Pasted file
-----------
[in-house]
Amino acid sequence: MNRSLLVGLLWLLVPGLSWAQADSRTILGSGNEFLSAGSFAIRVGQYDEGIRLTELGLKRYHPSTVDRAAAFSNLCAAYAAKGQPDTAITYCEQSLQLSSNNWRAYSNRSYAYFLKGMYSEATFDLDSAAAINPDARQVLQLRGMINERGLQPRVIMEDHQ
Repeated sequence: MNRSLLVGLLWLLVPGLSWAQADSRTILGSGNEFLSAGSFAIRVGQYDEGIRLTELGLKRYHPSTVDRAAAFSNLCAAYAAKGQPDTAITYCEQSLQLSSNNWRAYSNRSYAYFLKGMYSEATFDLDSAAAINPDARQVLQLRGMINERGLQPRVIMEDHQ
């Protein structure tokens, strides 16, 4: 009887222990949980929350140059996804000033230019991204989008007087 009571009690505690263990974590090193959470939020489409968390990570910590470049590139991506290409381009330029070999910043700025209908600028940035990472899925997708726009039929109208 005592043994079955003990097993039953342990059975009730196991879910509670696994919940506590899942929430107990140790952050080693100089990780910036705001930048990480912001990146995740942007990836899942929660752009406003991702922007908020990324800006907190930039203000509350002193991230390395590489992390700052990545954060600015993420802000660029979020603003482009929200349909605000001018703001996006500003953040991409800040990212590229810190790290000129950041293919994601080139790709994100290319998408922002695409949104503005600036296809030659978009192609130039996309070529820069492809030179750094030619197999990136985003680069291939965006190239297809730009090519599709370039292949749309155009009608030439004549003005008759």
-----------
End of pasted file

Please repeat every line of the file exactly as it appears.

[in-house]
Amino acid sequence: MNRSLLVGLLWLLVPGLSWAQADSRTILGSGNEFLSAGSFAIRVGQYDEGIRLTELGLKRYHPSTVDRAAAFSNLCAAYAAKGQPDTAITYCEQSLQLSSNNWRAYSNRSYAYFLKGMYSEATFDLDSAAAINPDARQVLQLRGMINERGLQPRVIMEDHQ
Repeated sequence: MNRSLLVGLLWLLVPGLSWAQADSRTILGSGNEFLSAGSFAIRVGQYDEGIRLTELGLKRYHPSTVDRAAAFSNLCAAYAAKGQPDTAITYCEQSLQLSSNNWRAYSNRSYAYFLKGMYSEATFDLDSAAAINPDARQVLQLRGMINERGLQPRVIMEDHQ
């Protein structure tokens, strides 16, 4: 009887222990949980929350140059996804000033230019991204989008007087 009571009690505690263990974590090193959470939020489409968390990570910590470049590139991506290409381009330029070999910043700025209908600028940035990472899925997708726009039929109208 005592043994079955003990097993039953342990059975009730196991879910509670696994919940506590899942929430107990140790952050080693100089990780910036705001930048990480912001990146995740942007990836899942929660752009406003991702922007908020990324800006907190930039203000509350002193991230390395590489992390700052990545954060600015993420802000660029979020603003482009929200349909605000001018703001996006500003953040991409800040990212590229810190790290000129950041293919994601080139790709994100290319998408922002695409949104503005600036296809030659978009192609130039996309070529820069492809030179750094030619197999990136985003680069291939965006190239297809730009090519599709370039292949749309155009009608030439004549003005008759």